Multi-party elections, as announced by the junta, to be held later this year raises hopes for ending the impasse in Myanmar. The pro-democracy activists and ethnic nationalities leaders are now awaiting the elections due this year. The elections, though, might just be a farce as it would adopt the new Constitution as drafted by the National Convention. With the results of the referendum held in May 2008 and 92.4 per cent votes in favour of the Constitution, the military is set to switch uniform for civilian clothes. The regime alleges that it will be preparing for a transition period from military rule to a supposedly civilian administration popularly conceived by the junta as Disciplined Democracy.
The Political Parties Registration Law, enacted by the military junta in March 2010 ahead of the general elections to be held later this year, is aimed at keeping the popular leader and Nobel laureate, Aung San Suu Kyi, out of the electoral process. The junta has barred anyone convicted of a crime from being a member of a political party. Further, parties that want to register under the new law must expel members who are “not in conformity with the qualification to be members of a party”. This means that Ms Suu Kyi cannot contest the elections, and the National League for Democracy (NLD) must expel her if it is to be eligible to participate in the process. This has posed a dilemma before the NLD whether to participate by expelling Suu Kyi or to completely boycott the elections. The party was, however, disbanded last week for failing to register under the new election law.
The junta has also offered a carrot to the NLD by removing the seals on the regional offices of the party. They want the NLD to contest the elections in order to give the polls some credibility. Henceforth, 300 NLD offices were allowed to reopen. But the junta also wants a very weak NLD with Suu Kyi completely out of the picture. This implies that the proposed verdict would be far from inclusive.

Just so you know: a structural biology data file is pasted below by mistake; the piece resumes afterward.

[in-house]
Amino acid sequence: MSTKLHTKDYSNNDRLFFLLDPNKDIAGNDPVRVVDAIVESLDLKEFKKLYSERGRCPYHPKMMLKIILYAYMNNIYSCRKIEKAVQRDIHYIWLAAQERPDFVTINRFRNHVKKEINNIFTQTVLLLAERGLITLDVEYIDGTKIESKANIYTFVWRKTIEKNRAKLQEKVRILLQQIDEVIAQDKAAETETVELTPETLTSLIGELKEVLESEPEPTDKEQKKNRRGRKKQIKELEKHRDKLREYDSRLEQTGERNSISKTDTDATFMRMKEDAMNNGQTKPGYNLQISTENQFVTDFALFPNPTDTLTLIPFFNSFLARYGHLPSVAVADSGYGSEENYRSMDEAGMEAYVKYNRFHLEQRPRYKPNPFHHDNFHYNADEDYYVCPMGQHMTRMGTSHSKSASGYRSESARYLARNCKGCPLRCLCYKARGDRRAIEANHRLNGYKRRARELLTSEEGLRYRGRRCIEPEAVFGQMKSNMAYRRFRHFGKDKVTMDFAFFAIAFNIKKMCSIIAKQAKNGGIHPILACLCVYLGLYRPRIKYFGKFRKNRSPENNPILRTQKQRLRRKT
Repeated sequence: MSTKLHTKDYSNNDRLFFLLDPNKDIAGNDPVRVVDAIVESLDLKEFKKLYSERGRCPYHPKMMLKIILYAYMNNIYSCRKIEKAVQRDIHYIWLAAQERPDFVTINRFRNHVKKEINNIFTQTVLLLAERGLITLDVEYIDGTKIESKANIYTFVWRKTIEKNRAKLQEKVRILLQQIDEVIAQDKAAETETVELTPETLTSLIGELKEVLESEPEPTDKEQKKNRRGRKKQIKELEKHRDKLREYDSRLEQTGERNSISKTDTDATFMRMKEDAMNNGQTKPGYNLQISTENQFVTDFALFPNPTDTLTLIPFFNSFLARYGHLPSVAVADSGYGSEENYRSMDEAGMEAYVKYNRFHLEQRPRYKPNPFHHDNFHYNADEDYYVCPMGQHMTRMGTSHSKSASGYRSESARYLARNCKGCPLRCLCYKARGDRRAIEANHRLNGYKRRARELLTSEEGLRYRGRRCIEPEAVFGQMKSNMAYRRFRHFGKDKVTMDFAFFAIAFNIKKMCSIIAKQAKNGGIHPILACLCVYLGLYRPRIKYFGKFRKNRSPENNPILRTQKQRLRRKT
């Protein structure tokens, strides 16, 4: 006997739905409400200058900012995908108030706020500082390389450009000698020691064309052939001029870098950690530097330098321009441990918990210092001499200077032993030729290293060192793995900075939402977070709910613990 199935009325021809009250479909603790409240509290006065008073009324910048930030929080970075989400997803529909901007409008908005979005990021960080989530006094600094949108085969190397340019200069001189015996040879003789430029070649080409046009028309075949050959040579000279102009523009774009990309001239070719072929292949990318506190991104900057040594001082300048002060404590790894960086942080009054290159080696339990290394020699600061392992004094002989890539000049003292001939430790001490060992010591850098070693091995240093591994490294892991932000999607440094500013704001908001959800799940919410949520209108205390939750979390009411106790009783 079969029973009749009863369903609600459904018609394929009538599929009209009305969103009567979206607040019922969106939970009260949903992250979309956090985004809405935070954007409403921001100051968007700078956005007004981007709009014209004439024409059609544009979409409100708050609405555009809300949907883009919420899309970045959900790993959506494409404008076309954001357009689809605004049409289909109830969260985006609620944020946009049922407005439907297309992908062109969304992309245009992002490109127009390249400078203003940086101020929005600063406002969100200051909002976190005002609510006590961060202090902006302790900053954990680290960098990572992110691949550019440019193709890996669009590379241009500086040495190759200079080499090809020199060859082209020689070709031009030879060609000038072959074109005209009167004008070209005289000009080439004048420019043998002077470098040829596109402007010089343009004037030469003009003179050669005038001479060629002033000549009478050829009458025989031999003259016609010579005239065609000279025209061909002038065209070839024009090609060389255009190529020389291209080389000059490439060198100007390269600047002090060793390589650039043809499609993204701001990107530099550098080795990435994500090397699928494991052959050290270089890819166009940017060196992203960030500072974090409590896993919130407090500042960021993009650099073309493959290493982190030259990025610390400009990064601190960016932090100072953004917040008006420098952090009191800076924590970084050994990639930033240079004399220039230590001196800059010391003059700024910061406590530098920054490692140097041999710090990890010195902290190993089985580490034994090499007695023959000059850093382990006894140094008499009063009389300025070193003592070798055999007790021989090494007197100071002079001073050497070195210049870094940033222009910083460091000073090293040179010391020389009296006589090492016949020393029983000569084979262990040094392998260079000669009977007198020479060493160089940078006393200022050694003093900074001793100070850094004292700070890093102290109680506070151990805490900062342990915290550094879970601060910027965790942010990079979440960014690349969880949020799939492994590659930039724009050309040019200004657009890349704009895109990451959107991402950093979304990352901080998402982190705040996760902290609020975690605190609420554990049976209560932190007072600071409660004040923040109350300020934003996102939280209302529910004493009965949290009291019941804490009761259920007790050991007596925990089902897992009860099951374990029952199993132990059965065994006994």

The new Constitution also not only enshrines the junta’s hold on power, but effectively excludes Suu Kyi from office. According to the Constitutional Principle approved by the National Convention, the President should be an indigenous Burmese. The Constitution lays down that the President shall be a person who has stayed in the state continuously for a minimum of 20 years at the time of the election of the State President. Further, either of his parents, spouse, any legitimate child shall not be a loyal subject to any foreign government or a person under the influence of a foreign government or citizen of an alien country. This has disempowered Suu Kyi from contesting the presidential election as her husband was a British national.
Under the Charter, a quarter of seats in both Houses of the new Parliament would be guaranteed for the military—at the national as well as regional levels and State Assemblies, that is, in a newly created 440-member House of Representatives there would be 330 elected civilians and 110 military representatives.
In view of the upcoming elections, leaders of Myanmar’s ruling junta, including Prime Minister General Thein Sein and 22 other Cabinet Ministers, have given up their uniforms and allegedly resigned from their military posts. This means that those who resign from military positions now will not be counted in the military’s quota. These additional seats outside the quota for the military (filled by loyalists out of uniform) will help ensure the military’s power and influence in Parliament.
The draft Constitution further makes it virtually impossible to amend the clauses because more than three quarters of the members of both the Houses of Parliament need to approve any amendment. Given that the military holds at least one quarter of the seats, their representation will be significantly higher and hold an effective veto. The President, the future head of the state, will also have to be a member of the military. In addition, the Army retains control of the key Ministries, including defense, economy and border affairs.